By Nick Tosches
Little, Brown, 376 pp., $24.95
Think of Nick Tosches' train wreck of a new novel, In the Hand of Dante, as a triangle of unlikely, unholy forces, and you've got yourself one ugly mess -- in triplicate, ad nauseum, you name it. Let's see:
In one corner, there's Louie, a 63-year-old, trigger-happy, woman-hating New York mobster dressed in bra and panties beneath the jacket he got for two grand from some "wop" in Milan. (Slacks: provenance and asking price a mystery.) For kicks, he has sex with a corpse. (Or maybe it's only in the company of a corpse. Who knows? It's never clear.) And for brains, he's got the mind of a cold-blooded subhuman, a mind that comes with tough-guy gutter talk that is pure pulp fiction. Sample exchange, out of the gutter this once but no less idiotic: "'I just ordered a pizza,' [Louie] told him. 'You just ordered a pizza.' 'Yeah. I just ordered a pizza.'" Sample word-wizardry to precede and illuminate this mind-numbing nondialogue: "Louie was not in the fucking mood for this fucking shit tonight. He had just ordered a fucking pizza and was settling in to watch the fucking ball game, and now this. He simply was not in the fucking mood for this shit tonight." (Brilliant of Tosches to delve into not only Louie's thoughts but the instant response of his very audience.) Anyway, that's one corner. In the far corner, there's ...
Dante Alighieri. So we're suddenly back in 14th-century Italy, and Dante's chatting up some old Jewish mystic who instructs the poet in the threefold symbolism of something or other. It's hard to keep track because it's hard to keep up because it's cabbalah we're talking about here, and you're either ready for a lengthy tutorial on the archaeology of Western alphabets and cryptic symbols or you're more than likely simply waiting and wanting to get on with this overblown, exasperating story, which has in its third corner ...
Nick Tosches (!), the author himself as writer, alcoholic, drug addict, killer, and insufferable windbag, who winds up mixed up with Louie in a scheme to make hundreds of millions off of a heretofore unknown copy, in Dante's own hand, of The Divine Comedy, a manuscript that required past sneakiness on the part of a Vatican priest based on more past sneakiness set in Sicily, home of the Mob and la mano cornuta, blood feuds and bloodbaths, whatever and anyway ...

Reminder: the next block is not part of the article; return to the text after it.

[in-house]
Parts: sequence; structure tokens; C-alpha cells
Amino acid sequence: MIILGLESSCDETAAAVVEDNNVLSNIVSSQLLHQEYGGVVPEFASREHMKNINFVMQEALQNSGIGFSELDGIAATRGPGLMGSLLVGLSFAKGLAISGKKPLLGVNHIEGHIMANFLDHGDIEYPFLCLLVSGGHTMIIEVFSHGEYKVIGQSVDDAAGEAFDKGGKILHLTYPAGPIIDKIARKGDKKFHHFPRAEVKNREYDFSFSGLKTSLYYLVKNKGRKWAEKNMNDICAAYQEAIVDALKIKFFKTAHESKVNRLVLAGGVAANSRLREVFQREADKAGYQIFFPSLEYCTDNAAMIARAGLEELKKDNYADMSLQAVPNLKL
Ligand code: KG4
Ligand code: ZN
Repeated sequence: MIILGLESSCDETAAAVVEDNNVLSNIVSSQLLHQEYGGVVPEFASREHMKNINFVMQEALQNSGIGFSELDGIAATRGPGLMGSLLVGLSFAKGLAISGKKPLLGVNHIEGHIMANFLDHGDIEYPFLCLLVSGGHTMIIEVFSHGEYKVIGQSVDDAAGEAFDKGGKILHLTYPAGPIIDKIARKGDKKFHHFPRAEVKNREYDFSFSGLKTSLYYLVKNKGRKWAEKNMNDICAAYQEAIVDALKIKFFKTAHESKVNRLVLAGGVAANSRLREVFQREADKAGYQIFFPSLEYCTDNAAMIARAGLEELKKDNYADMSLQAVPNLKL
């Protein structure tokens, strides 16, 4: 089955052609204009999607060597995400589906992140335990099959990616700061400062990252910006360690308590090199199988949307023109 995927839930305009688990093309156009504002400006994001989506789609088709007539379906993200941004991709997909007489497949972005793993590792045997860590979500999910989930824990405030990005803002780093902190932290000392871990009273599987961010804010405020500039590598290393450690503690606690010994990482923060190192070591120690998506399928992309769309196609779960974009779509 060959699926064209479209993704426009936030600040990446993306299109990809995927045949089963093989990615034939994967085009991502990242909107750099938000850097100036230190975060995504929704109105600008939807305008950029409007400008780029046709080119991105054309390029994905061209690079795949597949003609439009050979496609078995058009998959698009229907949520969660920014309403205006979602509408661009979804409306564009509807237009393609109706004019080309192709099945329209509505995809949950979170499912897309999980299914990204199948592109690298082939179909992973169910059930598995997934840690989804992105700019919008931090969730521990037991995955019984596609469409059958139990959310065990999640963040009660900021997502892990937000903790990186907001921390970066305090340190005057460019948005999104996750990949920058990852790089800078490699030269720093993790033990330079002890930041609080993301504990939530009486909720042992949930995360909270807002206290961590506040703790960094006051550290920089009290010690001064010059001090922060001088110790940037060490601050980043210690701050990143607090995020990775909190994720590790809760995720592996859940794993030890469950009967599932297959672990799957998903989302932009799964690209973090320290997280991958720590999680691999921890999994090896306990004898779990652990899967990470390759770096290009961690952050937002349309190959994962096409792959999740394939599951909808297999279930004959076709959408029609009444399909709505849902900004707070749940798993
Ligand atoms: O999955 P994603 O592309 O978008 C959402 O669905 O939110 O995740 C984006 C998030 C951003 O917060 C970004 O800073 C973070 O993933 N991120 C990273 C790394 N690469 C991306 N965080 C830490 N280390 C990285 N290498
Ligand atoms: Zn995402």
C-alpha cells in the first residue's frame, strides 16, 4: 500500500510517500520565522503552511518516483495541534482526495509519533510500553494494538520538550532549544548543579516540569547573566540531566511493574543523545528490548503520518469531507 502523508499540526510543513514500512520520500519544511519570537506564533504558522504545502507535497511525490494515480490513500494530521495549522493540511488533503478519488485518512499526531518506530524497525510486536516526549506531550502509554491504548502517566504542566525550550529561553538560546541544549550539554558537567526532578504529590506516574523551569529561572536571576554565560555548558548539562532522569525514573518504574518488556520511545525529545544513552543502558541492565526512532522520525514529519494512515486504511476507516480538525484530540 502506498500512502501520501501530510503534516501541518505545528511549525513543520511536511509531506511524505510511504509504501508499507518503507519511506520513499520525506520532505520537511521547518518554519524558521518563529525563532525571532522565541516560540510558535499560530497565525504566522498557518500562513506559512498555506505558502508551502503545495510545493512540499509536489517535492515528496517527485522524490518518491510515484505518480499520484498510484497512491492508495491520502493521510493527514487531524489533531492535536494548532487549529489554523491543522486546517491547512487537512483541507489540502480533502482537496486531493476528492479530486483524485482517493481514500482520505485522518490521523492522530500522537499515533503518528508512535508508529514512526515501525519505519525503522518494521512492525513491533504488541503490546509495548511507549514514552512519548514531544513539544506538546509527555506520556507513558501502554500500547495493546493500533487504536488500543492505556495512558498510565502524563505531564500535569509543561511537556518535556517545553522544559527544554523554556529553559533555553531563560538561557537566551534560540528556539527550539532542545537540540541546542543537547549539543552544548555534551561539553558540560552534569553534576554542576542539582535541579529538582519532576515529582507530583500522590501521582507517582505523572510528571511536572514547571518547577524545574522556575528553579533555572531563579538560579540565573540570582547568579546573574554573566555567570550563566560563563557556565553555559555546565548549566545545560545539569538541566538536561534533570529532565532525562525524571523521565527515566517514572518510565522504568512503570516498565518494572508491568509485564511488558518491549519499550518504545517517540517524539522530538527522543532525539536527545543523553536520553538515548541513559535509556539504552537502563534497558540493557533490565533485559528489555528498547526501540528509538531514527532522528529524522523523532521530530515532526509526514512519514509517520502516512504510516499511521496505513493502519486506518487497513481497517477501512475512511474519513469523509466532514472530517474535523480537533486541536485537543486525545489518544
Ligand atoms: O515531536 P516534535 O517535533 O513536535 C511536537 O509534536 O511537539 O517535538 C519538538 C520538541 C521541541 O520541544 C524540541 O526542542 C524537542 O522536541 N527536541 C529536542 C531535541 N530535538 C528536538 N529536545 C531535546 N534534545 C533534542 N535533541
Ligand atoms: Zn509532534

"Tosches" ends up happy in love and rich as the devil, and Dante learns, at the feet of some Arab seer on some island in the Mediterranean, about his impending death after learning some language lessons equating the soul, the wind, and one's very breath and learning what is and isn't good poetry, which prompts in Tosches the author/character some incoherent grandstanding on what is and isn't good prose. To wit: Hemingway is a "fat faggot," but Faulkner's the man because he was "corned-up" half the time and didn't understand a word he was writing, plus he had crummy opening sales to prove he was way ahead of everybody. Hubert Selby Jr., Philip Roth, and Peter Matthiessen get high marks, but today's editors are dimwits because they've never heard of, much less read, Eliot's The Sacred Wood. AOL Time Warner is, to put it simply, satanic.
Sum total: this latest from Nick Tosches, author, in the words of Nick Tosches, character, in In the Hand of Dante, page 74: "I did not care. I truly did not care."
-- Leonard Gill
The Hermit's Story: Stories
By Rick Bass
Houghton Mifflin, 179 pp., $22
Montana's Rick Bass is a writer capable of tremendous accomplishments and who appears to be living the good life. Deep in the wilderness with wife and two daughters, Bass works in what he calls his "writing shed," ticking off novels, novellas, and essay and story collections with metronomic regularity. His work reveals a man intent on laboring at his craft come wild inspiration or the doldrums of the imagination: Sometimes, it flies off the page, soaring on the wings of poesy, near-perfect; other times, it lumbers lethargically off the page only to fall flat on its face. Such is the nature of most steadily working fiction writers' output, though. Uneven is the rule -- or curse, rather -- whether over the span of a career or the pages of a collection of short fiction.
The Hermit's Story, Bass' latest book of stories, is a law-abiding volume: It both flies high and founders. And it exhausts the vein of dying/dead relationships. Of the 10 tales here, "Real Town" is truly majestic and powerful, an overlooked little masterpiece; "The Fireman" and "Two Deer" are good and strong; "The Hermit's Story" milks a magical yet natural setting for all it's worth but comes out pretty well nonetheless, though in need of a narrator change; "Eating" and "The Cave" stretch believability but survive by dint of their lightness; "Swans" attempts to break your heart but can't; "The Distance" is more of an interesting lesson on Thomas Jefferson seemingly gleaned from a Monticello guide; "The Prisoners," sadly, is no more than an exercise, an awkward moment put to paper; and "Presidents' Day" just doesn't work.
Lazy, inept editing mars much of this book. Overwriting, easily boiled down to essence, slows some stories to a crawl, while others that first appeared in different form in journals such as Epoch, The Paris Review, and Story have been trimmed of good meat while, curiously, the fat still hangs off of them. This is the fault of the editors at Houghton Mifflin, not of Bass. In ostensibly attempting to clean up stories, the editors have created mistakes, missed misspellings, let oxymorons slide, and, in one instance, cut the word "sand," necessary to understand a sentence, evidently because someone mistook it for a repeated "and." Tsk, tsk -- and in the best story of the bunch.
Rick Bass deserves better. Annoyances aside, don't let these things dissuade you from reading this important, lovable writer. -- Jeremy Spencer